St. Eustatius should have a new detention facility by 2018 to facilitate local clients, as well as those of Saba.
Dutch Minister of Security and Justice Ard van der Steur and State Secretary of Security and Justice Klaas Dijkhoff stated this in a letter that was sent to the Dutch Parliament on Thursday, regarding the further development of the security and justice sector in Bonaire, St. Eustatius and Saba.
The Dutch Government, together with Caribbean Netherlands Police Force KPCN, are working on the realisation of a detention facility with a capacity for twelve persons. The objective is to have the facility ready in 2018.
Detention space will be available for men, women, foreigners, and, in limited numbers with a limited time, young delinquents. In the Windward Islands there is a need for a facility to execute detention sanctions and preventive custody, while taking into account the small scale and the efficient use of government funds.
The new penitentiary facility for the Caribbean Netherlands is being constructed in Bonaire and should be ready in the first half of next year. This new facility will have a capacity for 113 persons, and will have provisions to detain young delinquents separate from adults. The facility will comply with the international norms.
In the letter to Parliament, Van der Steur and Dijkhoff also addressed the developments at KPCN in the past years, and the plans to further strengthen the police force. KPCN has reached the norm of 70 per cent of the staff capacity, or 151 full-time employees.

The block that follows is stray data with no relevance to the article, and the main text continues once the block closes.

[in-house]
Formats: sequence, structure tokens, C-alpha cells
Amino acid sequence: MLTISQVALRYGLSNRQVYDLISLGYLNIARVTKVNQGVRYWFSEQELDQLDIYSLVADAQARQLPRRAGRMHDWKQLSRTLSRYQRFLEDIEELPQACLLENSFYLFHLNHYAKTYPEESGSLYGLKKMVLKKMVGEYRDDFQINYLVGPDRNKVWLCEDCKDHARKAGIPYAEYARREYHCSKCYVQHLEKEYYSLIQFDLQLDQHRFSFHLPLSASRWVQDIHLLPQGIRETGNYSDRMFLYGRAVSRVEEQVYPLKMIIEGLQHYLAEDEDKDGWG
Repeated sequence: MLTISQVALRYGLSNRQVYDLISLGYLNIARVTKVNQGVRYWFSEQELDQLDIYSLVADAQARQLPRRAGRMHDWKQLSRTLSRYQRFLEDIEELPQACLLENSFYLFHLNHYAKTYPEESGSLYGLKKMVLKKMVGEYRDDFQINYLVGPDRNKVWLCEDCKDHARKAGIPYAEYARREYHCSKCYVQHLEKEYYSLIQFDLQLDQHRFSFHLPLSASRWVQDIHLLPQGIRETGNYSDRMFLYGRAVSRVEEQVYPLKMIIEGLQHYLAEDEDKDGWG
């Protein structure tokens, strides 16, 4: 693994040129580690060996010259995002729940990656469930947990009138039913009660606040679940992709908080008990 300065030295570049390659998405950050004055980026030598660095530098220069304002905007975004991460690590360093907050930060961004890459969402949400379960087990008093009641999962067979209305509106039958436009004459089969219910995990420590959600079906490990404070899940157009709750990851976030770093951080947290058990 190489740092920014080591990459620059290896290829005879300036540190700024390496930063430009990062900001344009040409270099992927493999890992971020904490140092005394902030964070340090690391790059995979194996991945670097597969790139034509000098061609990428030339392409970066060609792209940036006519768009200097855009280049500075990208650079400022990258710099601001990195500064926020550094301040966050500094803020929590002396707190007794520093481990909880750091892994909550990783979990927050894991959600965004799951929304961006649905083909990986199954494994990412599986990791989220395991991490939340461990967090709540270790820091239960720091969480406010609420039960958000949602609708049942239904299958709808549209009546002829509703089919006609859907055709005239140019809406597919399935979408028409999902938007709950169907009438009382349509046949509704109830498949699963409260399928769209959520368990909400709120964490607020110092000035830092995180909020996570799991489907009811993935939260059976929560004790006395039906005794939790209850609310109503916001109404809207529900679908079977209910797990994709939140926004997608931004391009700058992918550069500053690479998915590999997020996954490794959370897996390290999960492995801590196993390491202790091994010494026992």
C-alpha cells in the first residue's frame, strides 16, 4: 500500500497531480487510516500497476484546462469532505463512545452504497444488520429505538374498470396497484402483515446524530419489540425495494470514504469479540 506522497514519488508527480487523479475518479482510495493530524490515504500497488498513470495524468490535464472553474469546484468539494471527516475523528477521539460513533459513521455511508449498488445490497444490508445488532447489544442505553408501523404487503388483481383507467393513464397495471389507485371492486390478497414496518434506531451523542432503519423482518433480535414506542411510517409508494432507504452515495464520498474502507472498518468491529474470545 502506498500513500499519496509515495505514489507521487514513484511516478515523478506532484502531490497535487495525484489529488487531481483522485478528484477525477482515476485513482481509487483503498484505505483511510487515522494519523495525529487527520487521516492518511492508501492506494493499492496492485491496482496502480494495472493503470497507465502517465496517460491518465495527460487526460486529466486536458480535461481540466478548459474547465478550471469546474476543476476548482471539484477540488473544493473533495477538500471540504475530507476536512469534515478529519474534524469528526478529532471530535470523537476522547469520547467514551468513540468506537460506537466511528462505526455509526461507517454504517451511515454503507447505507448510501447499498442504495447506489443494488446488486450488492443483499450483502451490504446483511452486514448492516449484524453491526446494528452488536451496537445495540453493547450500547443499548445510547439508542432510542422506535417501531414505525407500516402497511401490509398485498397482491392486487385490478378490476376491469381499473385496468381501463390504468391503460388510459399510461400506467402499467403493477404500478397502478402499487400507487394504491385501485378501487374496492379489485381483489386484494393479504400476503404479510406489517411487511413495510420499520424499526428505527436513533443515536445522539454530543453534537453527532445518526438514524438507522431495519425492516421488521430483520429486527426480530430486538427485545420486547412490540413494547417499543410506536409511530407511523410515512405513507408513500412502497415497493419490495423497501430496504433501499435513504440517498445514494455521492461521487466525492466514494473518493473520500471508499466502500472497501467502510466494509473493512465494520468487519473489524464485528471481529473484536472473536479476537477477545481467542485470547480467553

However, it remains important to dedicate sufficient attention to the recruitment of new employees. The support of the Dutch Royal Marechaussee continues to be needed, especially in St. Eustatius and Saba.
A lot has been invested in KPCN since Bonaire, St. Eustatius and Saba became Dutch public entities in October 2010. The investments will continue in, among other things, the basic police care, and in investigations, education, integral basic skills training and expert development with regional police forces.
A plan of approach will be drafted to tackle high impact crime in the Caribbean Netherlands. The interests of government, the private sector and the community at large will be included in this plan. Also, possibilities are being looked into to set up a pilot for the anonymous reporting of crime, announced Van der Steur and Dijkhoff.
The strengthening of the regional cooperation with the Police Forces of Aruba, Curaçao and St. Maarten, remains important. The point of departure is that KPCN carries out certain tasks itself, while it makes use of the regional capacity for other tasks. In this context, the Arrest Team and the Confiscation Team were mentioned. The assistance of the Detective Cooperation Team RST will still be needed to combat border-transgressing, organised crime.
The Minister and State Secretary reported that the cooperation between the Public Prosecutor’s Offices of the Caribbean Netherlands and Aruba, Curaçao and St. Maarten will be further strengthened. “This will contribute to a better availability of expertise and to more possibilities for support during busy times.”
The Daily Herald.